“Parting is such sweet sorrow that I shall say goodnight till it be morrow.”
― William Shakespeare
As I wonder what to write on my last post, the word “last” creeps in.
The last, the final. No more.
I freeze in the moment, and suddenly I have nothing to write, nothing to share.
That is not acceptable, that won’t do.
I don’t lose words, I don’t get tongue-tied. I slow down, I think before I speak, I put care in the words I say but I do not, can not, lose my words.
So I smile. Of course I smile. I think of all the words I’ve written, I remember when I was invited to join Mortal Muses. – “Me? Why me?” – I felt so honoured, being asked to join a community of photography lovers!
Oh goody, I could write about photography and poetry and things of interest, all that my heart desired.
Yay, she thought.
Then it hit me.
I wasn’t a professional. My bio clearly stated I had a tendency to get lost. I didn’t even own a phone.
For most times, even my writing was “wrong”, as I use too many stops and don’t really follow through the rules of speech and writing. – Let’s attribute that to my dyslexia yes?
Clearly, I thought to myself, they had made a mistake.
But as I smile now, looking back, thinking back, reading it all, it was a beautiful match.
I wrote about familiar ground and I struggled to write about reviews, I pulled through and found myself excited to write about things that felt dear to me. Reviews became easier and Conversations were my favorite, I thrived on imagination and was fortunate to interview and write words together with people who enjoyed the way I saw the world.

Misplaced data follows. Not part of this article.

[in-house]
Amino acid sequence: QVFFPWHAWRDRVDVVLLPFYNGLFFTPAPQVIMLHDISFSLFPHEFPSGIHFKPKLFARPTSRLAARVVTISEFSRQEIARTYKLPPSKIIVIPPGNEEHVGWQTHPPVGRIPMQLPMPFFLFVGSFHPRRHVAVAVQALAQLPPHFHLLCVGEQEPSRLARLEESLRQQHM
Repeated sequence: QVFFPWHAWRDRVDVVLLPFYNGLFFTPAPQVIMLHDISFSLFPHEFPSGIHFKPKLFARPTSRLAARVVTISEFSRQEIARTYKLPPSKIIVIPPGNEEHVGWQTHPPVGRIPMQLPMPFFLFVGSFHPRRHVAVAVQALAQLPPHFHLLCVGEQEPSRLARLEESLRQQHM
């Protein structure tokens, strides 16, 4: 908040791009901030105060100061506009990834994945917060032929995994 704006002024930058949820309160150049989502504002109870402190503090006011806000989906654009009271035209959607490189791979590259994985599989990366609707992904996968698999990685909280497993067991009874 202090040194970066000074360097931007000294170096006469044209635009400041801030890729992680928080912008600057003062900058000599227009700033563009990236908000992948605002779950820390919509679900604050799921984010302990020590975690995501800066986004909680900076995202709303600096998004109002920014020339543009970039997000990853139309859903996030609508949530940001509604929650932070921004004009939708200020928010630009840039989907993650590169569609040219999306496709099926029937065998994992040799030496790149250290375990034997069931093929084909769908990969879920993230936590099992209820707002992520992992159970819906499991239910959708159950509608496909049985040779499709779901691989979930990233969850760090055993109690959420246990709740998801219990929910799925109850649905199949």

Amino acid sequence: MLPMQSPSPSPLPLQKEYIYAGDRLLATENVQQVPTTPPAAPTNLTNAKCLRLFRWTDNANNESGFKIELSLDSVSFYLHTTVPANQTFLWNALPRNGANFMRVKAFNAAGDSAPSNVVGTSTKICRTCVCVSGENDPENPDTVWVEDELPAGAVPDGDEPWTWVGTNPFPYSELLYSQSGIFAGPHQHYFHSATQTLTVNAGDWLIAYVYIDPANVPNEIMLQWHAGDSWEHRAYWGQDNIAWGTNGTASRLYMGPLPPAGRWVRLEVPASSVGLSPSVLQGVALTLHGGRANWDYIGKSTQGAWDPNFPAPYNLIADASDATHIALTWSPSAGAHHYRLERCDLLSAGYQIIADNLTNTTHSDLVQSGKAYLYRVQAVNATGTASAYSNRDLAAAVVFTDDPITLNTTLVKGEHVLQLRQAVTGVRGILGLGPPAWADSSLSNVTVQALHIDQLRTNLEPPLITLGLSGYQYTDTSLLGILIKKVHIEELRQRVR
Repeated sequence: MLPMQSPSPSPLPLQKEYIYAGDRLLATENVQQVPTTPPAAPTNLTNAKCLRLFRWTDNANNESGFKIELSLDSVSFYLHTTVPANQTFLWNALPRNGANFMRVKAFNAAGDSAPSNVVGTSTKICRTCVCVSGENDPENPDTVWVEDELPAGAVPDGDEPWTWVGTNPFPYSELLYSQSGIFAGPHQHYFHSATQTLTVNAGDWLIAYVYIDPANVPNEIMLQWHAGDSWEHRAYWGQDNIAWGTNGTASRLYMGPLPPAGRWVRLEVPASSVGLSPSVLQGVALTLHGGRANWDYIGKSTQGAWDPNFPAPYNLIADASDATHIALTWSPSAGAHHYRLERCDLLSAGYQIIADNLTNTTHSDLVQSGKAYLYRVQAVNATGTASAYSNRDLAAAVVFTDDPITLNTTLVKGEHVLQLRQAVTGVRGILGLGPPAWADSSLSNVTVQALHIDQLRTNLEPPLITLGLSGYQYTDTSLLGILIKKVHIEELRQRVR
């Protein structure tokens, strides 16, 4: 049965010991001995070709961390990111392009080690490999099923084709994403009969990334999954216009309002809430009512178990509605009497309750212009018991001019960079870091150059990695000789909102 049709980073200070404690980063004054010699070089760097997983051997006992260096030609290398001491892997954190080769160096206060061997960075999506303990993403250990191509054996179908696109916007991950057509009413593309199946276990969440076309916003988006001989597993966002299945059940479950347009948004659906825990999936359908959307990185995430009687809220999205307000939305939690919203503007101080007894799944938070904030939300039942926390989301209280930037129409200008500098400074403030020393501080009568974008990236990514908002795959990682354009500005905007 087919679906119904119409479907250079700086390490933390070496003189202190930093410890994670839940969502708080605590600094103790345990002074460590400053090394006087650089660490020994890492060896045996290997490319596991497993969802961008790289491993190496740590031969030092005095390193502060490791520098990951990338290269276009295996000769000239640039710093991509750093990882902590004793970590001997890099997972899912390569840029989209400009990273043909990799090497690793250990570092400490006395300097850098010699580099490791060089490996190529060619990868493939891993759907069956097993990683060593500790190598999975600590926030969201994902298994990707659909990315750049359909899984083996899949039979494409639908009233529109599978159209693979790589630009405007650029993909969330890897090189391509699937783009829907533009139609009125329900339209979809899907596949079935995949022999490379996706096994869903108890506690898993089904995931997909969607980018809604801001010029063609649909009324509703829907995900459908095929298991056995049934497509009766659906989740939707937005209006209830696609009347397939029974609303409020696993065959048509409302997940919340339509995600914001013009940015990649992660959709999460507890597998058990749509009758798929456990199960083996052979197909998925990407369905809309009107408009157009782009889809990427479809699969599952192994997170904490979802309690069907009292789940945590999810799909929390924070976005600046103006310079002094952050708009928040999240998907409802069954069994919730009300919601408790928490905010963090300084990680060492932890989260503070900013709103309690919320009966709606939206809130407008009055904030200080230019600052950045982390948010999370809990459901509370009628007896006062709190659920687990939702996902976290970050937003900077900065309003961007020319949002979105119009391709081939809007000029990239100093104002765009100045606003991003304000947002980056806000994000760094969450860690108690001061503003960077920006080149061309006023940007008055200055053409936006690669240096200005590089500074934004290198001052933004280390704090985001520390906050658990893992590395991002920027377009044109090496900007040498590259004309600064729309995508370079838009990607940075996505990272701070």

I got to pick Themes and direct people through months of inspiration. I got emails with kind words and I realized, for the first time, that I was truly having an impact on others.
Their view on life was being influenced by what I showed them.
You see, I was being inspired by them and inspiring them back, in a wonderful ball of snow, where there was no beginning nor end.
I wrote words about women I met through photography, women who shared the same feelings, regardless of being professionals or amateurs. Everyone had crappy days, everyone forgot deadlines and everyone drank coffee or wine.
I still need to work on that.
I, like most people, am not fond of goodbyes, mostly because it’s usually not me, it really is them.
I don’t deal well with people who can’t accept that when you cause pain, you must accept the other person will leave, and when a river runs its course, it dries.
But also, when a task is complete, it ends.
There is beauty in this.
I know this because, I didn’t really know what to write on my farewell until a movie came on and it caught my eye. It’s actually a favorite movie, and every time I watch it, something resonates. And this time was no different, what is usually one of my favorite moments in the movie, escalated to an even higher level of favoritness.
So I end with his words, because who else but Shakespeare could write a sweet goodbye?
“When King Lear dies in Act V, do you know what Shakespeare has written?
He’s written “He dies.”
That’s all, nothing more. No fanfare, no metaphor, no brilliant final words. The culmination of the most influential work of dramatic literature is
It takes Shakespeare, a genius, to come up with “He dies.” And yet every time I read those two words, I find myself overwhelmed with dysphoria. And I know it’s only natural to be sad, but not because of the words “He dies,” but because of the life we saw prior to the words. (…)
I am not asking you to be happy that I must go.
I’m only asking that you turn the page, continue reading…
and let the next story begin.”
― Dustin Hoffman
Now go outside. Keep shooting.